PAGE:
Russian salad recipe

By Tom Norrington-Davies

  1. Serves 4
  2. Ready in 1 hour
  3. Rating

Or, to give it the correct name, insalata russa. Spot the anomaly? This dish is Italian, not Russian, and as far as I can make out, the name simply refers to the inclusion of beetroot! I’d love to hear from anyone who knows otherwise. It’s great with poached salmon or rare roast beef.

tried and tested
Russian salad

Ingredients

  1. 2 medium or 4 small beetroot
  2. 2 or 3 waxy potatoes
  3. 100g fresh shelled peas
  4. 100g baby carrots
  5. ½ small cauliflower, picked into florets
  6. 100g green beans, sliced
  7. 3 large free-range eggs
  8. 2 dill pickled gherkins or a handful cornichons, diced
  9. 3 heaped tbsp mayonnaise (see separate recipe to make your own, or use a good bought one)
  10. Small bunch of fresh dill (optional)

Method

  1. 1. Boil the beetroot in a pan of salted water for 20-30 minutes, until tender. Cool a little, then push the skins off with a thumb and forefinger, then cut into dice.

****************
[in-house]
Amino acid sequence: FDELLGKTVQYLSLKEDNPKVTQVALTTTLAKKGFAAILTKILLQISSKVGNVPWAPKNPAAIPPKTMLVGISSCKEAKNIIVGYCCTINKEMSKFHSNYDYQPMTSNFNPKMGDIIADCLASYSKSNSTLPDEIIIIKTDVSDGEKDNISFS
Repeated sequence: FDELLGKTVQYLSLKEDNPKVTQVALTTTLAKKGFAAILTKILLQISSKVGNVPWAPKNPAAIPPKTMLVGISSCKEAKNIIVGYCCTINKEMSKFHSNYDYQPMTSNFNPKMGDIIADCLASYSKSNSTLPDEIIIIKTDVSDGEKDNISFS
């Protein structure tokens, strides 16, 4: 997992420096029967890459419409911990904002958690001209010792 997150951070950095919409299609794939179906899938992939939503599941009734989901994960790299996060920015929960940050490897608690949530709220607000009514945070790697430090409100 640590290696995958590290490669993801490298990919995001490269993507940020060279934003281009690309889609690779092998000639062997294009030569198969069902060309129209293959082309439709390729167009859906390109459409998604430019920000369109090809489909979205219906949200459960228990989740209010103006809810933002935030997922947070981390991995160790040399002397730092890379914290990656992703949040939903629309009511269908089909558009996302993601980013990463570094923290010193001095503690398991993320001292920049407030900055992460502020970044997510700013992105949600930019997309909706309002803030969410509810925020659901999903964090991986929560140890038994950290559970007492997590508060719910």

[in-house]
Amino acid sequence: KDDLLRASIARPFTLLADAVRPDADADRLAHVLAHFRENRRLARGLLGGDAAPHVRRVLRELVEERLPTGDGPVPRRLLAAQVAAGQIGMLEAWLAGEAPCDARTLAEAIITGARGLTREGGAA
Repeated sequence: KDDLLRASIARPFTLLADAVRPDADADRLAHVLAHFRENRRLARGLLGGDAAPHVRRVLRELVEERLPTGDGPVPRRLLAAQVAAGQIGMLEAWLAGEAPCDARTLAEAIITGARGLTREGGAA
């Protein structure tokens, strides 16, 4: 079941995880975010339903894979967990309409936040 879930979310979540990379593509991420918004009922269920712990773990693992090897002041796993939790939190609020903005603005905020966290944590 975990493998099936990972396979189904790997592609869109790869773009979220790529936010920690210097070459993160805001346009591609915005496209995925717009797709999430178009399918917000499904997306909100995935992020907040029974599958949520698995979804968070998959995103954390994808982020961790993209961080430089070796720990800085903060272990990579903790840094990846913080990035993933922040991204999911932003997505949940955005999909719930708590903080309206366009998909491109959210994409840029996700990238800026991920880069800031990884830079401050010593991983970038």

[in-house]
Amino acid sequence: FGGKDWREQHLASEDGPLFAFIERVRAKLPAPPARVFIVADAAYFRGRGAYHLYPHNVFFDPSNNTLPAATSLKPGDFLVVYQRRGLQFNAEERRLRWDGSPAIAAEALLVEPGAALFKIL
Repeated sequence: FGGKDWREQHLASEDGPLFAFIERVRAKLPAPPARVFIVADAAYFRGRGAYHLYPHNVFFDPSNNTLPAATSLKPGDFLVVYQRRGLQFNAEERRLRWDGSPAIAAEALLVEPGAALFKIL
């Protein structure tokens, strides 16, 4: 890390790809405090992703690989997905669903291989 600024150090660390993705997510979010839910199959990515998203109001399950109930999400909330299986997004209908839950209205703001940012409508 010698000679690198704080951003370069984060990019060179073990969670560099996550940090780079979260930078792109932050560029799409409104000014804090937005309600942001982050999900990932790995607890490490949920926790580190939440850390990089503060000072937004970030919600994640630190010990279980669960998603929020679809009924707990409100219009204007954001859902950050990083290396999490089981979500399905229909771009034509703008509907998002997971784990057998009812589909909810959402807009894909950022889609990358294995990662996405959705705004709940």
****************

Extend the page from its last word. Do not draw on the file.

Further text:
2. 2. Meanwhile, peel and dice the potatoes to the same size as the beets. Boil in a pan of lightly salted water until tender. Allow the spuds and beets to cool completely.
  3. 3. Now blanch the peas, carrots, cauliflower and beans. Use the same pan in succession rather than several (it saves on washing up!) but blanch the cauliflower last, as it will flavour the water. Drain and cool.
  4. 4. Finally, cook the eggs in boiling salted water for 7 minutes. Plunge them into a bowl of cold water, then peel and halve.
  5. 5. Mix the pickle with all the vegetables and fold them into the mayonnaise in a bowl. Season and top with dill sprigs and the eggs.

Nutritional info

Per serving: 329kcals, 19.4g fat (3.5g saturated), 13.9g protein, 27g carbs, 7.4g sugar, 0.5g salt

Wine Recommendation

Very simple, unoaked whites work best – Italian whites such as Frascati or Pinot Grigio come out tops.

Comments

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pensky

October 29

This salad is ubiquitous in Russia and is known as Olivier. It does not always contain beetroot though. It can include ham or chicken. It is almost always part of any Russian buffet. I lived in Moscow for 3 years and am married to a Russian!

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